“For I know the plans that I have for you,” declares the Lord, “plans for welfare and not for calamity to give you a future and a hope.”
– Jeremiah 29:11
Hundreds of years before Jesus of Nazareth was born, the prophet Jeremiah wrote these words. In Jeremiah’s time, God was not ready to reveal His long-term plans for humanity…but He did foster hope with utterances such as this one.
The Old Testament is like a box of jigsaw puzzle pieces and Jesus of Nazareth is like the picture of the assembled pieces found covering the top of the box. The picture reveals how the puzzle is to come together.
Most people reading Jeremiah’s words today would take them as a promise from God to give us better things in this life: a better job, a hoped-for spouse, healthy offspring, and so on. God does want us to experience good in life, but these words speak of plans far more extensive than what can be accomplished in this life.
Through Jesus Christ, God kicked down the wall of death that had been cutting us all off from any sort desirable future. As we have read before in one of our daily devotions:
…God, who has saved us and called us with a holy calling, not according to our works, but according to His own purpose and grace which was granted us in Christ Jesus from all eternity, but now has been revealed by the appearing of our Savior Christ Jesus, who abolished death and brought life and immortality to light through the gospel…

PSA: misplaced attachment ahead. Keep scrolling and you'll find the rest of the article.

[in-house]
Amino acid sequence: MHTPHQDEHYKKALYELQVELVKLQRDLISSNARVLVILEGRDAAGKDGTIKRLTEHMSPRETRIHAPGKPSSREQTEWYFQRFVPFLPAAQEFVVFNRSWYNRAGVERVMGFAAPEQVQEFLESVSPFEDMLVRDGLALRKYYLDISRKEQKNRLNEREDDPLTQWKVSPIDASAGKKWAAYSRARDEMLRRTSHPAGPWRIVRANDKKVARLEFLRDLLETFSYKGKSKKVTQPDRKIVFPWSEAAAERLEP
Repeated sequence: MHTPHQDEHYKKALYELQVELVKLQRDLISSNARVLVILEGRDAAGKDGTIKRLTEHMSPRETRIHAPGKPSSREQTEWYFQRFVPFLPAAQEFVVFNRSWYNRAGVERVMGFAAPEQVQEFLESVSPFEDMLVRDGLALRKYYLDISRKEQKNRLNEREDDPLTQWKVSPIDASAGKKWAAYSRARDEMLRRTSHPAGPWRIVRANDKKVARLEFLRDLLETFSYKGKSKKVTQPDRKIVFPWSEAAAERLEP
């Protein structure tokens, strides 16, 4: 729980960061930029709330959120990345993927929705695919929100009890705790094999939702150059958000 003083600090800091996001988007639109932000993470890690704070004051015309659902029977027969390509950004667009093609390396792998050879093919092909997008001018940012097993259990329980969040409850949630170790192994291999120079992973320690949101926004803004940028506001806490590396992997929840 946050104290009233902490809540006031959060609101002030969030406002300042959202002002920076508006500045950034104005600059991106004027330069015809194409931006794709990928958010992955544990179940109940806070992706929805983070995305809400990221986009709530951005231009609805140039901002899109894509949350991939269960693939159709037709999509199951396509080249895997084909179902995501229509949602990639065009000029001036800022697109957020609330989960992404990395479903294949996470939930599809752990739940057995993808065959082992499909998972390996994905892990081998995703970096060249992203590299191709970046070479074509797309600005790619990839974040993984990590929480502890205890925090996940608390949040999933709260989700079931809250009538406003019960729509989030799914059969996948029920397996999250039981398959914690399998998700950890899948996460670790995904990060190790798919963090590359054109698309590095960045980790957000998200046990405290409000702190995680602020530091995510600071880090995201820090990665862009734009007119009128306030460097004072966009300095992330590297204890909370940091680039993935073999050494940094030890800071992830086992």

– 2 Timothy 1:8-11
Yes, it is through Jesus Christ that “immortality” has been brought to light. Through His resurrection, we have a sense of the shape of the life to come. Most notably, it will be in heaven – not here! Do you love the earth? Heaven will be better! When mom and dad excitedly plan a vacation for the children, should the children assume that the destination will be a dud?
We need reminders of the glory of life in heaven because the sufferings of this life can be hard. Sometimes very hard. Through sin, evil makes its way into the world; and since our sins are great, the evils let loose in the world are great. Yet one day, evil will be in our rearview mirror.
(Remember that prayer is more about listening than talking. Use the words below to start yourself, but then allow time to reflect more on the Scripture above before you say the “Amen.” During that time of quiet reflection, let God shape your thoughts and wait for a sense of peace to come. That’s your signal to say “Amen” and go forth to the day.)
Lord, thank You for a hope that trumps any present trouble…(this is where you remain quiet to let Him work in your thoughts)… Amen.
(All scriptures, unless otherwise noted, are taken from the NASB.)